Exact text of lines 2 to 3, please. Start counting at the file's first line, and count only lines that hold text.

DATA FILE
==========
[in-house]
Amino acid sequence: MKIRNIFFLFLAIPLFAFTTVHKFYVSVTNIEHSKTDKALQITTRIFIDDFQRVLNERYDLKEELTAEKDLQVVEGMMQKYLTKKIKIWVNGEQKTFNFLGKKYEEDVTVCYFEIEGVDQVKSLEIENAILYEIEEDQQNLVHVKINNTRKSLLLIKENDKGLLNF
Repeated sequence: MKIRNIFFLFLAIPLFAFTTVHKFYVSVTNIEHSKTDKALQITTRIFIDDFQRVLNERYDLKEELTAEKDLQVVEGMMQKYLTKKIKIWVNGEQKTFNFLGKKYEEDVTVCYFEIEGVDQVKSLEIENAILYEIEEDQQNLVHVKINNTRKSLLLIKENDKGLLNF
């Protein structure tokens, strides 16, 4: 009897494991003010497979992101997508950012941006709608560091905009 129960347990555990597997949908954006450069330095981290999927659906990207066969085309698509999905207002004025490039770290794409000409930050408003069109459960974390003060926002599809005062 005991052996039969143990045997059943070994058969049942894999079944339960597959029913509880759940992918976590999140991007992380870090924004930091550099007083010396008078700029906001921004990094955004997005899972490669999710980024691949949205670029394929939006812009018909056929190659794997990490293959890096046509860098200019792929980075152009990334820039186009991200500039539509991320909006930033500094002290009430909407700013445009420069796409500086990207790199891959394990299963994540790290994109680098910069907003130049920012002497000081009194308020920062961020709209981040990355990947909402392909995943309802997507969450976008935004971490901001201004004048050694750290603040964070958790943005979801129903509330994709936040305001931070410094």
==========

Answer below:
Amino acid sequence: MKIRNIFFLFLAIPLFAFTTVHKFYVSVTNIEHSKTDKALQITTRIFIDDFQRVLNERYDLKEELTAEKDLQVVEGMMQKYLTKKIKIWVNGEQKTFNFLGKKYEEDVTVCYFEIEGVDQVKSLEIENAILYEIEEDQQNLVHVKINNTRKSLLLIKENDKGLLNF
Repeated sequence: MKIRNIFFLFLAIPLFAFTTVHKFYVSVTNIEHSKTDKALQITTRIFIDDFQRVLNERYDLKEELTAEKDLQVVEGMMQKYLTKKIKIWVNGEQKTFNFLGKKYEEDVTVCYFEIEGVDQVKSLEIENAILYEIEEDQQNLVHVKINNTRKSLLLIKENDKGLLNF